1. 13 Colonies Map: Label and color the 13 colonies. Include a key which identifies which colonies are New England, Middle or Southern Colonies. Label the Appalachian Mountains, the Ohio River, The Mississippi River, the Atlantic Ocean, The major cities: Boston, New York, Philadelphia, and Charleston. (Use the maps in your text book)
2. Timeline: Create a timeline showing 15 important events of colonial times.
You may include: founding dates of various colonies, the Mayflower’s arrival, certain wars, the birth year of important people such as George Washington, Benjamin Franklin, Thomas Jefferson, etc. Any format is acceptable as long as the timeline is clear and attractive.
3. Biography Booklet: Using construction paper, make a booklet and on each page have a brief biography of an important colonial person. Include the important information; what did they do? You may include a small picture on each page if you wish. You may type your paragraphs and glue them into the booklet if you wish.
You must choose 10 people from the following list:
Roger Williams William Penn James Oglethorpe Anne Hutchinson
Nathaniel Bacon John Rolfe Pocahontas Tisquantum (Squanto)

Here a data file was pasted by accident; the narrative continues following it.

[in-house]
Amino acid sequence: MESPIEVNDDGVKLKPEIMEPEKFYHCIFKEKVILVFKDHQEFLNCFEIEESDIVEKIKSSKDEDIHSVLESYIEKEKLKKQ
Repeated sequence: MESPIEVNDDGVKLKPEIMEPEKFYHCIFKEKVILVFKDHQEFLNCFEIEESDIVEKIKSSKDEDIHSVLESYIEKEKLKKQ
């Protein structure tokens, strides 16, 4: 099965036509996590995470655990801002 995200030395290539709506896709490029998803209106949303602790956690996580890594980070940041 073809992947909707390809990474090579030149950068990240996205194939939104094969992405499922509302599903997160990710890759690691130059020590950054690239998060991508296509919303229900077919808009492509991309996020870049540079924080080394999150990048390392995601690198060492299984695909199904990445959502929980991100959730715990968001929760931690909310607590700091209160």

Thomas Hooker Lord Baltimore(Cecil Calvert
4. Letter from a Colonist: 1. Pick a colony and do some research about life in that colony using your textbook and any additional sources you wish. You may use the information we discussed in class.
2. Pretend you live in that colony and write a letter to a friend who lives back in England
3. In your letter you will describe what life is like in your colony, important events that have occurred, important people you have met, what the land is like, how you make a living, how other people around you make their living, what religious beliefs you have, etc, Show what you have learned during the colonies unit by making your letter rich in information.
4. When you are done, stain your letter with tea to make it look like an authentic historic document.
5. Primary Document Analysis: Choose any primary document form colonial times. You may use the Mayflower Compact which is included in your study guide or you may find your own. Many primary documents are available on the internet.
1. Read your primary document.
2. On a separate piece of paper: Explain who wrote this document, when it was written, what does it mean, why was it written, and why was/is it important.